Whether the MPAA or the PTA approve or not, vulgarity is here to stay. But whether Jim Carrey is here to stay or not, that’s another question. Carrey, who has had an indelible hand in shaping twisty-faced humor into a proud genre of its own, failed to hit the high water mark with his latest comedic foray, “Me, Myself & Irene.” The Farrelly brothers-directed flick made a less-than-Carrey-like $24 million in its opening weekend and has grossed $83.1 million after five weeks. Not exactly a bomb, but in a summer that saw a $42 mil debut from a blatantly derivative flick called “Scary Movie”, Carrey’s no longer the undisputed King of Comedy.
Until 1998’s “The Truman Show” ($125.6 mil), it looked like the chameleon comedian could do no wrong. It all began with his 1994 breakthrough hit “Ace Ventura: Pet Detective” ($108.3 mil), followed by “Dumb and Dumber” ($127.2 mil) and “The Mask” ($119.9 mil) in the same year, “Ace Ventura: When Nature Calls” ($108.3 mil) in 1995 and “Liar Liar” ($181.4 mil) in 1997. Except for “The Cable Guy” in 1996 ($60.2 mil), Jim Carrey has consistently been a $100 million man.
“Man on the Moon” Then, all of a sudden, the funnyman’s box office recession hit in 1999 with “Man on the Moon,” the Andy Kaufman biopic that made chump change ($34.5 mil) in comparison with his laundry list of hits.
“Me, Myself & Irene” — which clung to the No. 10 spot at the box office last weekend — was heralded as a respite from Carrey’s dramatic (i.e. not-so-lucrative) tangent and as his triumphant return to comic (i.e. lucrative) form.
So, why didn’t it set the world afunny? Could “Me, Myself & Irene” be underperforming because the modern-day Jerry Lewis himself has lost his knack? Is Jim Carrey’s schtick simply getting old?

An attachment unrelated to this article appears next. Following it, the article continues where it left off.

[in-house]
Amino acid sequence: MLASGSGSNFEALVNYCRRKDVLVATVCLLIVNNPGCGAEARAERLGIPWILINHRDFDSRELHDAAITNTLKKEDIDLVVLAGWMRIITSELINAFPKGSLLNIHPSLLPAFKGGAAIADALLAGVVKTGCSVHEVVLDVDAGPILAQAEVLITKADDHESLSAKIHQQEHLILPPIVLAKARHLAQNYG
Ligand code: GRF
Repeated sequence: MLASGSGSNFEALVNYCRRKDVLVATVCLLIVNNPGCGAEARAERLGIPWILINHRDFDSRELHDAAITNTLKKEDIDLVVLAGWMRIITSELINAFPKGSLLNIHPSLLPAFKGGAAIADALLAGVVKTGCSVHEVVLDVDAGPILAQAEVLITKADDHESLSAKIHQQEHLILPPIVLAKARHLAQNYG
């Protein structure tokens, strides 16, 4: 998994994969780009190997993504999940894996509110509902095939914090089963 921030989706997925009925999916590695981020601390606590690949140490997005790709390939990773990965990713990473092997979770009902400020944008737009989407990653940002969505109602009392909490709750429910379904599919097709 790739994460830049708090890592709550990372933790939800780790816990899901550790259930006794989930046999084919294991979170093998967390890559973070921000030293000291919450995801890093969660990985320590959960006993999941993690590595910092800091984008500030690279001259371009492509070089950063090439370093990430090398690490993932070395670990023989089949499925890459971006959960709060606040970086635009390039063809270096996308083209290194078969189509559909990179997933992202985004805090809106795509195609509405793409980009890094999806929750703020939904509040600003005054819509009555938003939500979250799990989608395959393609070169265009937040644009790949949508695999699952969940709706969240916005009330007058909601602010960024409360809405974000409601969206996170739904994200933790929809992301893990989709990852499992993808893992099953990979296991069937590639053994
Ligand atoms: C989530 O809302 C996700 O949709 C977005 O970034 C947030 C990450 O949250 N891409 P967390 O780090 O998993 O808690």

For answers, we asked Martin Knelman, author of the biography “Jim Carrey: The Joker Is Wild,” and he says the answer is no.
“[’Me, Myself & Irene’] is just not a very good movie,” says Knelman. “Carrey does as well as anyone did. The problem is not with Jim Carrey’s physical comedy, but it’s that [the jokes] are not connected to the film in any narrative ways. It’s just a lackluster movie, and it’s not as good as a script.”
We also asked Paul Dergarabedian, an industry analyst and box office watcher for Exhibitor Relations Co., and he likewise disagreed with the notion that Carrey’s clownery is becoming passe. To the contrary, Dergarabedian thinks Carrey’s clout is falling because he hasn’t been sticking to his tried-and-true comedy formula.
“I don’t think his act, quote-unquote, is old. Actually, I think [slapstick comedy is] what people want, but he’s been sort of straying away from that. Audiences respond to him when he’s more of the funny, goofy kind of guy, the friendly schlub who is the butt of jokes.
“I think [“Me, Myself & Irene”] was expected to do better,” Dergarabedian adds. “I think any time you have a Jim Carrey movie, there’s always a possibility that film could do over $100 million. And certainly the Farrelly brothers also have that potential, since ‘There’s Something About Mary’ did $168 million, but this one just didn’t catch on in that way.”
Perhaps blaming the film’s lukewarm draw on Carrey might be unfair. If you believe what you read, then what’s repelled viewers from “Me, Myself & Irene” is the tasteless jokes — the pooping in the front yard, or a scene where Jim suckles a mother’s breast. You can blame the Farrellys for that stuff.
“How the Grinch Stole Christmas” As one netizen gripes on a Jim Carrey fan Web site (www.jimcarreyonline.com), “Please tell me why it is necessary for Big Jim Carrey to use vulgarity as humor? He is a man of many talents and should not rely on the shocking and disgusting things for comedy. Come on, Jim, stop wasting time … be funny without the yuck and nasty.”
But, Carrey lovers, don’t fret. Knelman predicts that it’s “extremely likely” the actor’s next headliner, the holiday tentpole “How the Grinch Stole Christmas,” will be the biggest Jim Carrey hit yet.
And why not? After all, no one would dare try to desecrate the Dr. Seuss classic with poop. Right?